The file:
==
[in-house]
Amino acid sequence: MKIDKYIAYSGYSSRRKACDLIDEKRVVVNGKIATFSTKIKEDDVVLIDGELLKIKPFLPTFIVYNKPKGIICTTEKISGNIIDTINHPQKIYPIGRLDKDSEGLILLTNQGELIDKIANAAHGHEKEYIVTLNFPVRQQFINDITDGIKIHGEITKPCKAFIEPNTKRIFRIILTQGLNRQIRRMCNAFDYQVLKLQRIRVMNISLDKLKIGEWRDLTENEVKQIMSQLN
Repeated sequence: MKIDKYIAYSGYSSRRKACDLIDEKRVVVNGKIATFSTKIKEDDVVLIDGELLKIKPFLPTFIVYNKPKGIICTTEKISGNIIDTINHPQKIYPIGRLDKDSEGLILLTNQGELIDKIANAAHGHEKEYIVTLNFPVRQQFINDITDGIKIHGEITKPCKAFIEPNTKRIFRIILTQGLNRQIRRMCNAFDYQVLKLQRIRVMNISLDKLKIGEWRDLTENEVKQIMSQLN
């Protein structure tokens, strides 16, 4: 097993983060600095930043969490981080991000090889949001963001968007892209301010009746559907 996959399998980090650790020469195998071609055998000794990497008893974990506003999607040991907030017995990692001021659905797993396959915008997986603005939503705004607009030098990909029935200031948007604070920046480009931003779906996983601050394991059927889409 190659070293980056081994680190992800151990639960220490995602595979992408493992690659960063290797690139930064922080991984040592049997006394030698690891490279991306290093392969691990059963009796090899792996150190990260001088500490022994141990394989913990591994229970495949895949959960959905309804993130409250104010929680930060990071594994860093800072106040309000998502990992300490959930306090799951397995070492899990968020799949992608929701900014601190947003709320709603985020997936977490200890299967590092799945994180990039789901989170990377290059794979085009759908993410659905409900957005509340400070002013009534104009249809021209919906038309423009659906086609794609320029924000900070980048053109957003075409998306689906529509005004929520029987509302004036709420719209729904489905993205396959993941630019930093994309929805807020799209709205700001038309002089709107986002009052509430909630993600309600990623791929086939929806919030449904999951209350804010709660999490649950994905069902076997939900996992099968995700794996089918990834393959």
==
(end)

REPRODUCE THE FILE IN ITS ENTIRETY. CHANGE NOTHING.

[in-house]
Amino acid sequence: MKIDKYIAYSGYSSRRKACDLIDEKRVVVNGKIATFSTKIKEDDVVLIDGELLKIKPFLPTFIVYNKPKGIICTTEKISGNIIDTINHPQKIYPIGRLDKDSEGLILLTNQGELIDKIANAAHGHEKEYIVTLNFPVRQQFINDITDGIKIHGEITKPCKAFIEPNTKRIFRIILTQGLNRQIRRMCNAFDYQVLKLQRIRVMNISLDKLKIGEWRDLTENEVKQIMSQLN
Repeated sequence: MKIDKYIAYSGYSSRRKACDLIDEKRVVVNGKIATFSTKIKEDDVVLIDGELLKIKPFLPTFIVYNKPKGIICTTEKISGNIIDTINHPQKIYPIGRLDKDSEGLILLTNQGELIDKIANAAHGHEKEYIVTLNFPVRQQFINDITDGIKIHGEITKPCKAFIEPNTKRIFRIILTQGLNRQIRRMCNAFDYQVLKLQRIRVMNISLDKLKIGEWRDLTENEVKQIMSQLN
């Protein structure tokens, strides 16, 4: 097993983060600095930043969490981080991000090889949001963001968007892209301010009746559907 996959399998980090650790020469195998071609055998000794990497008893974990506003999607040991907030017995990692001021659905797993396959915008997986603005939503705004607009030098990909029935200031948007604070920046480009931003779906996983601050394991059927889409 190659070293980056081994680190992800151990639960220490995602595979992408493992690659960063290797690139930064922080991984040592049997006394030698690891490279991306290093392969691990059963009796090899792996150190990260001088500490022994141990394989913990591994229970495949895949959960959905309804993130409250104010929680930060990071594994860093800072106040309000998502990992300490959930306090799951397995070492899990968020799949992608929701900014601190947003709320709603985020997936977490200890299967590092799945994180990039789901989170990377290059794979085009759908993410659905409900957005509340400070002013009534104009249809021209919906038309423009659906086609794609320029924000900070980048053109957003075409998306689906529509005004929520029987509302004036709420719209729904489905993205396959993941630019930093994309929805807020799209709205700001038309002089709107986002009052509430909630993600309600990623791929086939929806919030449904999951209350804010709660999490649950994905069902076997939900996992099968995700794996089918990834393959």